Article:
The placement of these advertisements likely increased their visibility by prompting curious readers to investigate what sort of content merited being printed in the margins. Rather than being easier to overlook because they did not appear in the regular columns with the rest of the content, these advertisements may have benefited from the novelty of their position on the page. The advertisement for grocery items sold by the Bradfords ran along a column of other advertisements, perhaps immediately suggesting that it was yet another commercial notice, but the advertisement for the performance at the theater in Southwark appeared on a page devoted exclusively to news. Some readers may have engaged with the advertisement to confirm whether it offered a continuation or clarification of any of the stories from Europe and elsewhere in the colonies printed on that page.

The length of these advertisements facilitated their placement in the margins, but another factor likely played a part in selecting the Bradfords’ notice for such treatment. The Bradfords were not merchants or shopkeepers. They were the printers of the Pennsylvania Journal. Reserving their advertisement for the margins did not indicate that its inclusion was an afterthought. Instead, it may have been a deliberate strategy to differentiate it from others in the issue. As printers, they exercised certain privileges when it came to the format of their newspaper. That enhanced their ability to participate in commercial activities beyond job printing and publishing the Pennsylvania Journal.

November 19

What was advertised in a colonial American newspaper 250 years ago today?

Nov 19 - 11:19:1768 Providence Gazette
Providence Gazette (November 19, 1768).

“To be Sold at the GOLDEN EAGLE.”

An advertisement that ran several times in the Providence Gazette in the fall of 1768 informed readers quite simply of “TAR, PITCH and TURPENTINE, to be Sold at the GOLDEN EAGLE.” The notice did not provide additional information about the location of the shop or the proprietor. In another advertisement inserted simultaneously, Joseph Russell and William Russell hawked a variety of hardware goods they carried “at their Store and Shop, the Sign of the Golden Eagle, near the Court-House, Providence.”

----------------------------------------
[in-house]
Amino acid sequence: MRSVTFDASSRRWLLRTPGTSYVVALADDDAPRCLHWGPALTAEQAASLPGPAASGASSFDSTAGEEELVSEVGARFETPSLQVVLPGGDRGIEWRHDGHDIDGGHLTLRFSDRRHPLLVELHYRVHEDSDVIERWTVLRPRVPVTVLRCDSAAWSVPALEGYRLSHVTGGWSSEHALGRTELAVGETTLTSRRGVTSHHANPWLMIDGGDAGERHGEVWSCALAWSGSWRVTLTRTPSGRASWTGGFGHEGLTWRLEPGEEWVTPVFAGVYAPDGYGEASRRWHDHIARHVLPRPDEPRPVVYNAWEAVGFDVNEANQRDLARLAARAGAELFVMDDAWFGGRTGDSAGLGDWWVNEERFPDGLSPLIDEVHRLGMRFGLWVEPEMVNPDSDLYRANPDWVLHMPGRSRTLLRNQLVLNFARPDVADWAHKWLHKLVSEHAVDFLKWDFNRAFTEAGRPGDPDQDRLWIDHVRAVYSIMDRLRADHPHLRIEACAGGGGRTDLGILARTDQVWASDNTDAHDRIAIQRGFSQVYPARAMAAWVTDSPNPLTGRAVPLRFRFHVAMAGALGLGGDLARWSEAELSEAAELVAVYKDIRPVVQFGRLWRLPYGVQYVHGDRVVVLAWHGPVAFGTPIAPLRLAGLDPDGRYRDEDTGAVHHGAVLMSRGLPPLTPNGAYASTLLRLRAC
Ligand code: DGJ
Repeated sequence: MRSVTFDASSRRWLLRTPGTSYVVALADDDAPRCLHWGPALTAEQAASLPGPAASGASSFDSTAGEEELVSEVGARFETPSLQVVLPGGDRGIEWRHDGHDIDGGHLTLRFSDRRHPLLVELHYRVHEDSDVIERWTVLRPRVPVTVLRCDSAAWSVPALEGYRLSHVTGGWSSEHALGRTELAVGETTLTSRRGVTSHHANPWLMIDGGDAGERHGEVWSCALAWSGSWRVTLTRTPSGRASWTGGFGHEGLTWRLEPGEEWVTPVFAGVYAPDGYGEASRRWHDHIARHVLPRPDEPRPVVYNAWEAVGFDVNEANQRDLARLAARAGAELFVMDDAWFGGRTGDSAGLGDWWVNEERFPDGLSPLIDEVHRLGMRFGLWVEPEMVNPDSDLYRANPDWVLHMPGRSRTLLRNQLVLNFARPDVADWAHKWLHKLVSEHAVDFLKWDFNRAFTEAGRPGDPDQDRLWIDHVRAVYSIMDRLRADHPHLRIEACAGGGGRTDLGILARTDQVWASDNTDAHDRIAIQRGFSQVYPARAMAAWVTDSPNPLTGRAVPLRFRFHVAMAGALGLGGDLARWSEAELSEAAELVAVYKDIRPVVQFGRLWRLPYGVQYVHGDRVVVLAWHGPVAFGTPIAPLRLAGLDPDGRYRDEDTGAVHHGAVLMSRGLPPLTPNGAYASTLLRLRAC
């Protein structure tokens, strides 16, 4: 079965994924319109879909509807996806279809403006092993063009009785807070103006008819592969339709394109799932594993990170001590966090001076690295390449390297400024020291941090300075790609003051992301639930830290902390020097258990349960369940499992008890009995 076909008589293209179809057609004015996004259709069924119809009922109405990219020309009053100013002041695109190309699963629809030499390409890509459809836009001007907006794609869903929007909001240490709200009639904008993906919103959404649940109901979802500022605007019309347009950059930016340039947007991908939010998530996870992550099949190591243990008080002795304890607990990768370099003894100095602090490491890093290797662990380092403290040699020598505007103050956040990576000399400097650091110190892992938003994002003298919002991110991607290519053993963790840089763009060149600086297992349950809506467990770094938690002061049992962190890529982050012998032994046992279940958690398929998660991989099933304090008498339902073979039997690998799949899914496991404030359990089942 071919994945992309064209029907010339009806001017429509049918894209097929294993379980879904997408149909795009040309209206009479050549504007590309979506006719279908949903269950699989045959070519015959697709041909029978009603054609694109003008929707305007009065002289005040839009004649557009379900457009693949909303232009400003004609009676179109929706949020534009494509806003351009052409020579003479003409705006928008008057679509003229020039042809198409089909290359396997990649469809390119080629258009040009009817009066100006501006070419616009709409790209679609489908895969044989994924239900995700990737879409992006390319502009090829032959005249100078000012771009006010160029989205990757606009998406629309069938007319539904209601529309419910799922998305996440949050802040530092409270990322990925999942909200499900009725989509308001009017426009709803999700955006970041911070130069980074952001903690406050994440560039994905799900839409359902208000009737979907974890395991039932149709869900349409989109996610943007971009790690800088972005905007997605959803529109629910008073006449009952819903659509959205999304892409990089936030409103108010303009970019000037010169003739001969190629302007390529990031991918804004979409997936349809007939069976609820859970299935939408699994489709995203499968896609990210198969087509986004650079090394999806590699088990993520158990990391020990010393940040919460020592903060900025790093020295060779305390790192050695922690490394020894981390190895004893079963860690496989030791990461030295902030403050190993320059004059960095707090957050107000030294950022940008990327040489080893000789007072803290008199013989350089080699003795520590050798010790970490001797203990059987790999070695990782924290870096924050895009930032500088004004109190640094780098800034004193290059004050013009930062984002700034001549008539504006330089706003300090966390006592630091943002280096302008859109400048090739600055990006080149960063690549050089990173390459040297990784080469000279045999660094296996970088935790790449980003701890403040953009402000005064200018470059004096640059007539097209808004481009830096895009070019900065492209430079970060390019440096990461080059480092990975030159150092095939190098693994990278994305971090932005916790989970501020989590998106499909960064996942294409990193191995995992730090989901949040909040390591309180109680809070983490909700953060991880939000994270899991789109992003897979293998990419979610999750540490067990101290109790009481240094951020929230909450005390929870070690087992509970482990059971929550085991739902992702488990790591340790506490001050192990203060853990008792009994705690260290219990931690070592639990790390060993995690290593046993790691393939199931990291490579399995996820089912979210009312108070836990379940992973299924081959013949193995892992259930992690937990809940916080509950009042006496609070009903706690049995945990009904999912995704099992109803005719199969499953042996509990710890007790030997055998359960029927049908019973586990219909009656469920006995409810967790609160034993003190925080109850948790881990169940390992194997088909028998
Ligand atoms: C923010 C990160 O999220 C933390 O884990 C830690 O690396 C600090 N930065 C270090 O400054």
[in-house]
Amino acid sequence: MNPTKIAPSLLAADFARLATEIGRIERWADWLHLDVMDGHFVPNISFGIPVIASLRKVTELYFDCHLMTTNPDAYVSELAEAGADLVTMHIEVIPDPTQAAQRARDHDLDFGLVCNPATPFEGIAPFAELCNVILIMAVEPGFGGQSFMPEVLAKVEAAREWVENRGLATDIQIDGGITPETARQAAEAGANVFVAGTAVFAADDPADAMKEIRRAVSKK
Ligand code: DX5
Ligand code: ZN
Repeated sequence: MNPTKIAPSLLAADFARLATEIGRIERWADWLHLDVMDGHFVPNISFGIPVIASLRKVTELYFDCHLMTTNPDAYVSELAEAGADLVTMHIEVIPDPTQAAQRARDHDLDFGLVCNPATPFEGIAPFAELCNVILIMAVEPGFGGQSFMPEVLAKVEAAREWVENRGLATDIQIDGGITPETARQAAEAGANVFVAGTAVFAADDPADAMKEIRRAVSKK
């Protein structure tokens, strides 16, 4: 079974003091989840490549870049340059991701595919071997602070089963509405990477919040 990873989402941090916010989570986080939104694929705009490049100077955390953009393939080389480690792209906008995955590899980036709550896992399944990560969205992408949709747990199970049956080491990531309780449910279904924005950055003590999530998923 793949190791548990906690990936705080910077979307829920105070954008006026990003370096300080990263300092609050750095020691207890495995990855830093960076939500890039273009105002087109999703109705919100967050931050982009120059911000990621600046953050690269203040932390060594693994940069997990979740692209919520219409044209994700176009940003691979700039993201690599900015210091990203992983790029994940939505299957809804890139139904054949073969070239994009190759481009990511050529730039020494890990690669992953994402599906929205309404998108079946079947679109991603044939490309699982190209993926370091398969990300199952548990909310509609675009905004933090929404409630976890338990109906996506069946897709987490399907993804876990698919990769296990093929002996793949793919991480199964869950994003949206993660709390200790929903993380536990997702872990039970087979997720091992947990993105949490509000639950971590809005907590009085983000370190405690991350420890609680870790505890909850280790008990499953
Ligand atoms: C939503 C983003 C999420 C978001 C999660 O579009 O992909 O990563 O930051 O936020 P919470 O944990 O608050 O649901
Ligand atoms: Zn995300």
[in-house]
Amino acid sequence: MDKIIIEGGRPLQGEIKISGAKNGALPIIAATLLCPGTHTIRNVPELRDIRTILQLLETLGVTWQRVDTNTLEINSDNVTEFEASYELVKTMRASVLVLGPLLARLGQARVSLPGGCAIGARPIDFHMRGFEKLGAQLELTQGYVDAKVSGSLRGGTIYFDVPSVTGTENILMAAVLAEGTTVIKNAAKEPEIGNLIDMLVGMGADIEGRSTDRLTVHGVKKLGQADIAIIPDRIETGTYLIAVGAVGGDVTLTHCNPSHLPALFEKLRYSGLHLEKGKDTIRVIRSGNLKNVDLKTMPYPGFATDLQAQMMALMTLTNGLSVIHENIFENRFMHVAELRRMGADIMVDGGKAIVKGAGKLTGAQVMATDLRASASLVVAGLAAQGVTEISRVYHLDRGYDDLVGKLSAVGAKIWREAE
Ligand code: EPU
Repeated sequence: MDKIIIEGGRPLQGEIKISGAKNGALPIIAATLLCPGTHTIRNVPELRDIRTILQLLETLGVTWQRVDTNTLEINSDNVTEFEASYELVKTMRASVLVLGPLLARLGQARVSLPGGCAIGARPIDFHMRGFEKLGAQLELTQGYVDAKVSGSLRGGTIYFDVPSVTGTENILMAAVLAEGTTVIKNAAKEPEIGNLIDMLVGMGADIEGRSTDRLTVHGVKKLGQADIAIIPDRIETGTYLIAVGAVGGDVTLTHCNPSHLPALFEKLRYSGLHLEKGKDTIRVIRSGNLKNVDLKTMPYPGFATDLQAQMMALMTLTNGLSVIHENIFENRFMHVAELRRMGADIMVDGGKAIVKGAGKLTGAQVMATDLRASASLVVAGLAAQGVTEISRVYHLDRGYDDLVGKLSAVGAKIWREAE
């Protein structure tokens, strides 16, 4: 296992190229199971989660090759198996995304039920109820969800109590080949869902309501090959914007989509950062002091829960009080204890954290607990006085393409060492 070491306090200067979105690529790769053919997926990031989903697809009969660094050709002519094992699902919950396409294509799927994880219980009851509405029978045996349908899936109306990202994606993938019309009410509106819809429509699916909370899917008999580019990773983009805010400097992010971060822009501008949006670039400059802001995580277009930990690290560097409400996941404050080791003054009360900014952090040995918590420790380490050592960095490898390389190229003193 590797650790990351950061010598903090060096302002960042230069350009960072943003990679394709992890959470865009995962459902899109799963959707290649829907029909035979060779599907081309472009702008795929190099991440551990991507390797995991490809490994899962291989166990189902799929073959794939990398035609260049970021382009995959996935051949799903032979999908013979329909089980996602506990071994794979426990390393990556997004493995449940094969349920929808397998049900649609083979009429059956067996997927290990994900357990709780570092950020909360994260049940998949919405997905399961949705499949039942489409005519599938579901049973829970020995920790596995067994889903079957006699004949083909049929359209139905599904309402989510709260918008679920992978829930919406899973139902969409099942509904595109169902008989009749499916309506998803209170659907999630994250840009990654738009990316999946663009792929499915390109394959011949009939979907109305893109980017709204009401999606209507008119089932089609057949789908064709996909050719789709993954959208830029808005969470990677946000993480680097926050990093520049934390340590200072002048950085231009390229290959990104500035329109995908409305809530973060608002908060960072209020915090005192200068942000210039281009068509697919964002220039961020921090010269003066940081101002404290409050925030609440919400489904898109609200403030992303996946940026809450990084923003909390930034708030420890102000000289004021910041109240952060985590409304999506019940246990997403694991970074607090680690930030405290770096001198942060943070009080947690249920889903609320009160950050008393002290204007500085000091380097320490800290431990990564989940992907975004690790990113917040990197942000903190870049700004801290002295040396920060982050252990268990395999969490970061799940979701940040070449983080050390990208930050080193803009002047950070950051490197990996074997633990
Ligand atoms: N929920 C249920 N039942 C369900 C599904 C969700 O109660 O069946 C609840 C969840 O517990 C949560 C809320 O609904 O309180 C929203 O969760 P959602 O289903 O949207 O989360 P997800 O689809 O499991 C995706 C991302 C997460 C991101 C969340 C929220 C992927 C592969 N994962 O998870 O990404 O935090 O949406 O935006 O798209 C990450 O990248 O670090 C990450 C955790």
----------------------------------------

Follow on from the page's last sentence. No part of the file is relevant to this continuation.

Other entrepreneurs who advertised in the Providence Gazette provided directions to aid prospective customers in finding their places of business. E. Thompson and Company stocked a variety of merchandise “At their STORE, near the Great Bridge.” Samuel Chaice also relied solely on a prominent landmark when he advised readers of the inventory “At his Store, just below the Great Bridge, in Providence.” Others deployed a combination of landmarks and shop signs. James Arnold and Company, for instance, promoted an assortment of goods available “At their STORE, the Sign of the GOLDEN FOX, near the Great Bridge.” Clark and Nightingale invited customers to visit them “At their Store, the Sign of the Fish and Frying-Pan, opposite Oliver Arnold’s, Esquire.” The colophon doubled as an advertisement for job printing done “by JOHN CARTER, at his PRINTING-OFFICE, the Sign of Shakespears Head.”

Those advertisements that included shop signs also developed a brand that identified the proprietors, though not necessarily their merchandise. The shop signs became sufficient identification for their enterprises, as was the case with the Russells’ advertisement that did not list their names but instead simply noted readers could purchase tar, pitch, and turpentine “at the GOLDEN EAGLE.” The Russells were among the most prominent merchants in Providence. They were also the most prolific advertisers in the Providence Gazette in the late 1760s. As a result, they did not need to provide their names or further directions in some of their advertisements. They trusted that the public was already familiar with the sign of the “GOLDEN EAGLE,” so familiar as to render any additional information superfluous. Their frequent advertisements aided in associating the image of the “GOLDEN EAGLE” with their business and their commercial identity.